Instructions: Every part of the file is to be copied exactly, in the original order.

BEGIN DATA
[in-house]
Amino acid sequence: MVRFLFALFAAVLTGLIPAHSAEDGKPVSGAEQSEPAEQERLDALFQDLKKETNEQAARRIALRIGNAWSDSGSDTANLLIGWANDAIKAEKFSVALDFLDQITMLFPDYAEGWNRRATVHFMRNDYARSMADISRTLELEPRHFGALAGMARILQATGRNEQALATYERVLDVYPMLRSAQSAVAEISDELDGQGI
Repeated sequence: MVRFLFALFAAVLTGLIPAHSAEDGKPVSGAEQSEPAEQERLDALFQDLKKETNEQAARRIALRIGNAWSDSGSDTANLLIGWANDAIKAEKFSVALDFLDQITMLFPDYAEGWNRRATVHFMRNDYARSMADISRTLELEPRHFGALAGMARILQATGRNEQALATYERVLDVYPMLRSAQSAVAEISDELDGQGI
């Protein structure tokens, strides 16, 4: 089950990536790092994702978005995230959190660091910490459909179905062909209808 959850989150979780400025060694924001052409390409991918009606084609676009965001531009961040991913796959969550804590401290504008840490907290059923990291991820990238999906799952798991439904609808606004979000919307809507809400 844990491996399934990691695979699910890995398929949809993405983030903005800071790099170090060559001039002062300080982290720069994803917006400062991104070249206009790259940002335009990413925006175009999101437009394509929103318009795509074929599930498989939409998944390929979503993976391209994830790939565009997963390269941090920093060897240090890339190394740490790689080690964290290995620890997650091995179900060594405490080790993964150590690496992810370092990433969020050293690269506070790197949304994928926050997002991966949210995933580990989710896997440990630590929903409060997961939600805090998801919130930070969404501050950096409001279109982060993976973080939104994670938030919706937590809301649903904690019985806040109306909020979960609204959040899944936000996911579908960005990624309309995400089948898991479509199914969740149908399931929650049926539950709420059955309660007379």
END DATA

[in-house]
Amino acid sequence: MVRFLFALFAAVLTGLIPAHSAEDGKPVSGAEQSEPAEQERLDALFQDLKKETNEQAARRIALRIGNAWSDSGSDTANLLIGWANDAIKAEKFSVALDFLDQITMLFPDYAEGWNRRATVHFMRNDYARSMADISRTLELEPRHFGALAGMARILQATGRNEQALATYERVLDVYPMLRSAQSAVAEISDELDGQGI
Repeated sequence: MVRFLFALFAAVLTGLIPAHSAEDGKPVSGAEQSEPAEQERLDALFQDLKKETNEQAARRIALRIGNAWSDSGSDTANLLIGWANDAIKAEKFSVALDFLDQITMLFPDYAEGWNRRATVHFMRNDYARSMADISRTLELEPRHFGALAGMARILQATGRNEQALATYERVLDVYPMLRSAQSAVAEISDELDGQGI
């Protein structure tokens, strides 16, 4: 089950990536790092994702978005995230959190660091910490459909179905062909209808 959850989150979780400025060694924001052409390409991918009606084609676009965001531009961040991913796959969550804590401290504008840490907290059923990291991820990238999906799952798991439904609808606004979000919307809507809400 844990491996399934990691695979699910890995398929949809993405983030903005800071790099170090060559001039002062300080982290720069994803917006400062991104070249206009790259940002335009990413925006175009999101437009394509929103318009795509074929599930498989939409998944390929979503993976391209994830790939565009997963390269941090920093060897240090890339190394740490790689080690964290290995620890997650091995179900060594405490080790993964150590690496992810370092990433969020050293690269506070790197949304994928926050997002991966949210995933580990989710896997440990630590929903409060997961939600805090998801919130930070969404501050950096409001279109982060993976973080939104994670938030919706937590809301649903904690019985806040109306909020979960609204959040899944936000996911579908960005990624309309995400089948898991479509199914969740149908399931929650049926539950709420059955309660007379």